The watch brand’s chief executive on relaunching in the UK market.
Frederique Constant has an image problem in the UK and chief executive Peter Stas is working with new distributor Argento Fine Products on changing the perception of the brand as mid market to affordable luxury. He tells Professional Jeweller how he is going to go about it.
Frederique Constant has been in the UK for a while, so why is 2010 the right time for an aggressive expansion campaign?
We’ve never been able to find the right [distribution] partner, but now we’re working with Argento Fine Products and we’re happy to invest in the brand.
How many doors would you like to open in the UK?
At the moment we have 40 points of sale in the UK and we want to grow this to 120 points of sale within three years. At the moment the UK only accounts for less than 0.5 percent of our business. We want to grow this to between 3 percent within three to five years, which is more comparable to other countries in Europe.
At present your brand faces the problem of being wrongly perceived as lower quality because of the affordable price points. How do you plan to change consumers’ and retailers’ minds?
“The brand name is unknown so we’re going to market the company in trade magazines, through a digital campaign accessible in English, in newspapers, at in-store events and at thematic events, such as the Healey Drivers Club. We’re serious about the UK market and we want to relaunch here like it’s a new market for us. It cannot be done over night; it usually takes three years and then sales will follow automatically.”
What sort of retail outlets would you like Frederique Constant to be stocked in?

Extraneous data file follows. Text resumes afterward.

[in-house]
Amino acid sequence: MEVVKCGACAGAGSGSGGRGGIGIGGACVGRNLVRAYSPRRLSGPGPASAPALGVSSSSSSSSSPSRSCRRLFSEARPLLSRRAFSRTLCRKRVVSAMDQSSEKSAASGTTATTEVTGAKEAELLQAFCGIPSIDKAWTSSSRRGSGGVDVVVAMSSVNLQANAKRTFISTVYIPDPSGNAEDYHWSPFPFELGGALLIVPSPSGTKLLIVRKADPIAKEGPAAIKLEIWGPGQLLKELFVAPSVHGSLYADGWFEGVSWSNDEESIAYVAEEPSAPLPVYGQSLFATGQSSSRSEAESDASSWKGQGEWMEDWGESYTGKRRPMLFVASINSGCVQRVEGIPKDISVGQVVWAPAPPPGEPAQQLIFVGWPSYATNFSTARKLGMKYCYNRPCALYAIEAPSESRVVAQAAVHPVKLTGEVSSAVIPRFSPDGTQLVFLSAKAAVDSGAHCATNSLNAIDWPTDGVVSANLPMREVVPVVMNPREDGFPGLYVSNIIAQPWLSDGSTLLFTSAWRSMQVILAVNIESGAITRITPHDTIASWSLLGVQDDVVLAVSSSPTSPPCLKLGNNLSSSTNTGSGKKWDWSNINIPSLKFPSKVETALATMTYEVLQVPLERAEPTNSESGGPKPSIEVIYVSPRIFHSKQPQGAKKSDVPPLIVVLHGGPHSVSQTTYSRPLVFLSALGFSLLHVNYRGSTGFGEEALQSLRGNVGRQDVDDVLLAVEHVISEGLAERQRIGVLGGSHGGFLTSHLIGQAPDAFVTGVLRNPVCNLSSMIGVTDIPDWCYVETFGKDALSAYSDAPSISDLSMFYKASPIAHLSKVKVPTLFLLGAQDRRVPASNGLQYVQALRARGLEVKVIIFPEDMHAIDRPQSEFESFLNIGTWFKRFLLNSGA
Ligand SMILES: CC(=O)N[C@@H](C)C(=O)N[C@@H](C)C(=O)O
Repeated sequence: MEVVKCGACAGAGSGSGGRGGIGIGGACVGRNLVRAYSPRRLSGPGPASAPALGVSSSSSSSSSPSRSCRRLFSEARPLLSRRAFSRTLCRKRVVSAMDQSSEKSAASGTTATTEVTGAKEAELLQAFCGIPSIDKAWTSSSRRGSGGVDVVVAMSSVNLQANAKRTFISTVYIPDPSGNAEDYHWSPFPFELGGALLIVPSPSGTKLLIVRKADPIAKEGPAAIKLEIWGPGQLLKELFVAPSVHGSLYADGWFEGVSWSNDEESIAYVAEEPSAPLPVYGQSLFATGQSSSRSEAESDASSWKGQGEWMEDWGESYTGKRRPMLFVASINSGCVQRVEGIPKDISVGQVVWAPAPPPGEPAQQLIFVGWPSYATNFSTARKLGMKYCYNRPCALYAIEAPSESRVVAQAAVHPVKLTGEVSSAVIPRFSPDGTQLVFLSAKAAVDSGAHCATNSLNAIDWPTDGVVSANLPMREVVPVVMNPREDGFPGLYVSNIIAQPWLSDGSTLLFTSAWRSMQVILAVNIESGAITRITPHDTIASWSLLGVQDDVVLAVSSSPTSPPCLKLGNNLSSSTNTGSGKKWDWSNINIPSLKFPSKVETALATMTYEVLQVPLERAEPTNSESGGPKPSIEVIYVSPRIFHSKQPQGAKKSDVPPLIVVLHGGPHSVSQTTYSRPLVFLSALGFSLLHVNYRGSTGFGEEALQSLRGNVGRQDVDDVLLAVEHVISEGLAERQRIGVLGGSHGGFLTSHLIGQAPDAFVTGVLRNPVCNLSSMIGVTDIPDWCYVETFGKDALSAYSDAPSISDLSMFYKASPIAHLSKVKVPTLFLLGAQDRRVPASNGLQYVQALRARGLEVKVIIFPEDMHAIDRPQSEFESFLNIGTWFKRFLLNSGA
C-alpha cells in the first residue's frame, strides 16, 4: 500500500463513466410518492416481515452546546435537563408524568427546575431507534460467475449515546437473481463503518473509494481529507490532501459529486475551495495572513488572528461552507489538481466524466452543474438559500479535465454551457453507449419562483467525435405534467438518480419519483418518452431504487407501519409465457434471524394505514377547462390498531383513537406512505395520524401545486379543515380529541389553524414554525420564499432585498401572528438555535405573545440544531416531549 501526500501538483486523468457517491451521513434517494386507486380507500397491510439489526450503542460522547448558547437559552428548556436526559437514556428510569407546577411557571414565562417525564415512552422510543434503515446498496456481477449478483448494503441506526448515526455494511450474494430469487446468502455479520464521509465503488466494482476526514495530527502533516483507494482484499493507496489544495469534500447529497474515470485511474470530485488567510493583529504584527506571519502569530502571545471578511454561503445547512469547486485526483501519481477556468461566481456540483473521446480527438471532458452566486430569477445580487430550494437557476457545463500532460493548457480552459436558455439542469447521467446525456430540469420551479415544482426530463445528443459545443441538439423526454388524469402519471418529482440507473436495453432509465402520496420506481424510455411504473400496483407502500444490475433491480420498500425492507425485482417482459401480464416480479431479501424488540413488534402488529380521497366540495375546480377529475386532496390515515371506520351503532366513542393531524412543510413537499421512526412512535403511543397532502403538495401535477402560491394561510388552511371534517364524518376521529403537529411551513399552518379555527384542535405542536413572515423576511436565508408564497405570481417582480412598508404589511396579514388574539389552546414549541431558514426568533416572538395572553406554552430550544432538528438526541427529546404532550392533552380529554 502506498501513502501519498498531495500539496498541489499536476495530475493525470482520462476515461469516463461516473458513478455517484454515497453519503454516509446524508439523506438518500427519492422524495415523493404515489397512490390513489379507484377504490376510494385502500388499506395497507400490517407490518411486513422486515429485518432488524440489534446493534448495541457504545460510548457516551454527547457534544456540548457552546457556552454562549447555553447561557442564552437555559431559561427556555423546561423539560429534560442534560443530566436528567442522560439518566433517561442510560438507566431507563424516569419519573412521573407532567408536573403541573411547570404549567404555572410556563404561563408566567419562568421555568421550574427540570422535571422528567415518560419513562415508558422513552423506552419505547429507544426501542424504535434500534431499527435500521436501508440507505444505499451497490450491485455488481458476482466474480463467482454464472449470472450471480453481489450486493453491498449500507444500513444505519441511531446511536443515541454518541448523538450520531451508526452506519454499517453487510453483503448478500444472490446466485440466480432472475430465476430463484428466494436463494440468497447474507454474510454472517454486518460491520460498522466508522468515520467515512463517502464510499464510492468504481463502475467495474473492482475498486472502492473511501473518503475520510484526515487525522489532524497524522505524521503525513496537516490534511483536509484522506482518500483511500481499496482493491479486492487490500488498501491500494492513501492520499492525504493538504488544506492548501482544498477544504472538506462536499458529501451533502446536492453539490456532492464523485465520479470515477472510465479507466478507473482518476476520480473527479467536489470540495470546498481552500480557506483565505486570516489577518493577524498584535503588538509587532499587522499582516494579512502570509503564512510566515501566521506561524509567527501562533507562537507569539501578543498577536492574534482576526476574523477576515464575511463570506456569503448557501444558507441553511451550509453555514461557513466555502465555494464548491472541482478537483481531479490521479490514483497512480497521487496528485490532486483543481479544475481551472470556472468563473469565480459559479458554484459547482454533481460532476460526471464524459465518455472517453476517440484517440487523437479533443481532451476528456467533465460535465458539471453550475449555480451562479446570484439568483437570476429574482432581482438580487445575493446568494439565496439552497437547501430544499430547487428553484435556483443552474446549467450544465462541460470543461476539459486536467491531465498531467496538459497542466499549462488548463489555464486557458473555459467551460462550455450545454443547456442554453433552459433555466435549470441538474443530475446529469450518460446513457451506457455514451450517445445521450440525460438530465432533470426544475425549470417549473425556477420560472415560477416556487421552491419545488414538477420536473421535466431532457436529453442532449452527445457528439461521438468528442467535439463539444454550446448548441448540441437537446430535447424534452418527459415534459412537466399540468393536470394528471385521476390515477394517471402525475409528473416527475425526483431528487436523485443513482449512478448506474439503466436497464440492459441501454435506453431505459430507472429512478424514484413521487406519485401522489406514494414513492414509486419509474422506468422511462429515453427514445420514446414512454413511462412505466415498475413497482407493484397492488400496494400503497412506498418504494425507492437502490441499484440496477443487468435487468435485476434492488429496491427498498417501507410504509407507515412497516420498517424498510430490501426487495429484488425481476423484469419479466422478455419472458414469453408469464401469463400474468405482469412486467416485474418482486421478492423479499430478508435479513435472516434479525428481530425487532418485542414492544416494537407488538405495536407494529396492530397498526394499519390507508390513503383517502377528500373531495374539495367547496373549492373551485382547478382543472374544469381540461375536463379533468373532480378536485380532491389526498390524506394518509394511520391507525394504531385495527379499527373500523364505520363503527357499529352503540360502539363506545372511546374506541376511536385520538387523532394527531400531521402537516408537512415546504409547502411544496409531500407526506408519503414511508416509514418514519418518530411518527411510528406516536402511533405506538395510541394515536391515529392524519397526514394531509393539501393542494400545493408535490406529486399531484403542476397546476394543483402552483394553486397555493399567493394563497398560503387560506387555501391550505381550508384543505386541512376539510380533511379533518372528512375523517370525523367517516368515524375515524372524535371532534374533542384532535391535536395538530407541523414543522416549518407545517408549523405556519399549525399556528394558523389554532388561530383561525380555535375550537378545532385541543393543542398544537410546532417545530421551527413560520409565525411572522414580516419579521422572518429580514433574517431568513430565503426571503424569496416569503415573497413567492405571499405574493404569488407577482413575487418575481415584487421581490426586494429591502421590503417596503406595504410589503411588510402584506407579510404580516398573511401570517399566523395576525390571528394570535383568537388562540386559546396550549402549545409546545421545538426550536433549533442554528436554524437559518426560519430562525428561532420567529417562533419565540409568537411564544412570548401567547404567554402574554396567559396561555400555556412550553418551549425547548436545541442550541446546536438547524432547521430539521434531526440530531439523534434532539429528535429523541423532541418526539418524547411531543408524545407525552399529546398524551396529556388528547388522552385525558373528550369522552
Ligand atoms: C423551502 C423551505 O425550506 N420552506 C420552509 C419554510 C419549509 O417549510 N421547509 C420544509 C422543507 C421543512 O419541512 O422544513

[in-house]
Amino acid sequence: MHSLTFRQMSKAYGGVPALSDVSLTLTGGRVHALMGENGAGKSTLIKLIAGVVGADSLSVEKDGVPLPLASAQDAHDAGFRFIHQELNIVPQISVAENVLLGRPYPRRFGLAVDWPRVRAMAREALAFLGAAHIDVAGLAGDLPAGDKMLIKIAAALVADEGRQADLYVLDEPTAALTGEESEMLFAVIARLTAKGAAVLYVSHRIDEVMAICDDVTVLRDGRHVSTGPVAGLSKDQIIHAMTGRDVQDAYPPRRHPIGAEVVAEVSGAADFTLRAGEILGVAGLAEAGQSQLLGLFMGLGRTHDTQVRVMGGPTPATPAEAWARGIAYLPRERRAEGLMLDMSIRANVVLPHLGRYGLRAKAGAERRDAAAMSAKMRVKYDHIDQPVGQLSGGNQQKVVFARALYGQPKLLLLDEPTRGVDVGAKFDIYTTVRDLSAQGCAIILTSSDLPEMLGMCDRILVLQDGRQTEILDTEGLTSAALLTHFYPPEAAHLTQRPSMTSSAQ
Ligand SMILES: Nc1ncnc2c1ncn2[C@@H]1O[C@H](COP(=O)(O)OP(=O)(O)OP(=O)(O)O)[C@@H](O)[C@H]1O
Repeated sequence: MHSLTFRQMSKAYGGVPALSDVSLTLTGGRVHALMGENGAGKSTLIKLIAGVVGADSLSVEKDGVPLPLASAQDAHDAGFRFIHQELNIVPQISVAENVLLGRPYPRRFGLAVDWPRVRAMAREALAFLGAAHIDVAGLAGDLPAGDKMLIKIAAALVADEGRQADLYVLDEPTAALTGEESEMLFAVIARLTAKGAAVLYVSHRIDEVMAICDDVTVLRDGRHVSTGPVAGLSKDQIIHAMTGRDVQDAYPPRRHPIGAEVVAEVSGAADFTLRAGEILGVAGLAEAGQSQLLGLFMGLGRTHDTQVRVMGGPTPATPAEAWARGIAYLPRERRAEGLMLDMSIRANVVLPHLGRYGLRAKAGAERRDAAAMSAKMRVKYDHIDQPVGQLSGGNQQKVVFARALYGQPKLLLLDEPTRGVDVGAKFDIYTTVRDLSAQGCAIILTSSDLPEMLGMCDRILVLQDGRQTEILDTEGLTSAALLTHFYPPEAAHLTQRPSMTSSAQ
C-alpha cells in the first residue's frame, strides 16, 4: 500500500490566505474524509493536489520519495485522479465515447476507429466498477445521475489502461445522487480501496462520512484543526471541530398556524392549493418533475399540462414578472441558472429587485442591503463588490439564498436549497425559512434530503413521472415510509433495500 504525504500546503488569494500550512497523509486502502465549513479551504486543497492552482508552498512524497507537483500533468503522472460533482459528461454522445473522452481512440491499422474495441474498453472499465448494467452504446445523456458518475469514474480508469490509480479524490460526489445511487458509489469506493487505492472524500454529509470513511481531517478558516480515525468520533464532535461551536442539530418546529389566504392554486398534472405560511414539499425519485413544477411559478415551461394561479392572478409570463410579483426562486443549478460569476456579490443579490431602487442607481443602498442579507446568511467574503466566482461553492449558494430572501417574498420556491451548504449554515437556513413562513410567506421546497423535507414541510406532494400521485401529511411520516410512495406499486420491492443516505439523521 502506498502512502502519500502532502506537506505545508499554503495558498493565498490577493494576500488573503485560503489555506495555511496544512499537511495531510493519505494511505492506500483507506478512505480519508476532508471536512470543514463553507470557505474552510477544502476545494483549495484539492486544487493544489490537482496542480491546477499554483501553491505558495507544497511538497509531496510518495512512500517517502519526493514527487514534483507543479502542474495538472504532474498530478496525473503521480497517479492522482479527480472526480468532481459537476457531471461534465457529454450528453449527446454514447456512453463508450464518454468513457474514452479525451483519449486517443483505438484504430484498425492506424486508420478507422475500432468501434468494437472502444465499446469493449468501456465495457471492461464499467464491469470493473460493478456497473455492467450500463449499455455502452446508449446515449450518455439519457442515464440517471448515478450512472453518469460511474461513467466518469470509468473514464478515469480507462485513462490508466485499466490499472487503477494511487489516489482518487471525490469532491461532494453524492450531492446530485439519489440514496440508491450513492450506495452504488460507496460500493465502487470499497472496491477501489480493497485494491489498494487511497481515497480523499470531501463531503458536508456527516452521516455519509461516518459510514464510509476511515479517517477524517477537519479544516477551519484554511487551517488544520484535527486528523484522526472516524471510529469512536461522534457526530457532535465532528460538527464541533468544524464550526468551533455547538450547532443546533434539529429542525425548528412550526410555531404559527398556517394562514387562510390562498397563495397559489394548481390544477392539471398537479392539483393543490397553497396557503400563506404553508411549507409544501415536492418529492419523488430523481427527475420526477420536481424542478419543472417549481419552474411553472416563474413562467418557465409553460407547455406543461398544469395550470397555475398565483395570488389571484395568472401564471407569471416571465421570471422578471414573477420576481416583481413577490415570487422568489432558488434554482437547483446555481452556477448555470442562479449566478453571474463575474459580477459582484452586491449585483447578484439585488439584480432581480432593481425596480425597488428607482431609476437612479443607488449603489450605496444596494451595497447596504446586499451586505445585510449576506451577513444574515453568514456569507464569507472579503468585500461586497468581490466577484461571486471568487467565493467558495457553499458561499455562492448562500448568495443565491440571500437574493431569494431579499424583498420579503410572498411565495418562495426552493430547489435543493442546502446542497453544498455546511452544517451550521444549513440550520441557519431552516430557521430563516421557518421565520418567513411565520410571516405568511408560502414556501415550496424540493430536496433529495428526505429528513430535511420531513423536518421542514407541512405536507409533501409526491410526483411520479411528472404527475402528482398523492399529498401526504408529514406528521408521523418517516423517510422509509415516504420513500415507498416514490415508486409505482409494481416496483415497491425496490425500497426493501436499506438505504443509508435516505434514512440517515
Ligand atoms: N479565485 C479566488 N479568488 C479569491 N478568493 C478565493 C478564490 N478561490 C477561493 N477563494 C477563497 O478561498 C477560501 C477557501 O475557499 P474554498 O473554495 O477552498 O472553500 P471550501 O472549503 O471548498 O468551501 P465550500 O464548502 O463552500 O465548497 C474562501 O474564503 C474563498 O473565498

“We’re talking about multiples such as Fraser Hart and Goldsmiths as well as independents. Internationally we have 30 percent multiples and 70 percent independents, but because of the structure in the UK I’m not sure that we can have similar in the UK, it might be more 50-50.”
Outside of the UK, how is Frederique Constant performing on the international market?
“In 2009 only two markets dropped for us, which were Russia and Japan. The US is not so important for us so we didn’t see a drop. Russia has bounced back but Japan is very bad as luxury is severely down.”
The brand is sold in 1,900 points of sale in 85 countries. Do you think you’ve reached a peak?
“No, we still have sufficient room to grow if you compare it with other brands such as Maurice Lacroix which has 5,000 points of sale and TAG Heuer which has 7,500 to 8,000.”
You have forecast that 2010 will be a record year for the brand and that sales in Q1 have already beaten last year by 40 percent. When did business start to pick up?
“Since Fall last year we have had very good results and this has continued. We saw big growth at Basel.”
How has the recession affected the brand?
During the crisis retailers have not done enough high-end sales so they have come to us. It’s allowed us to enter more high-end jewellers. We have a factory in Geneva but we offer prices in accessible luxury.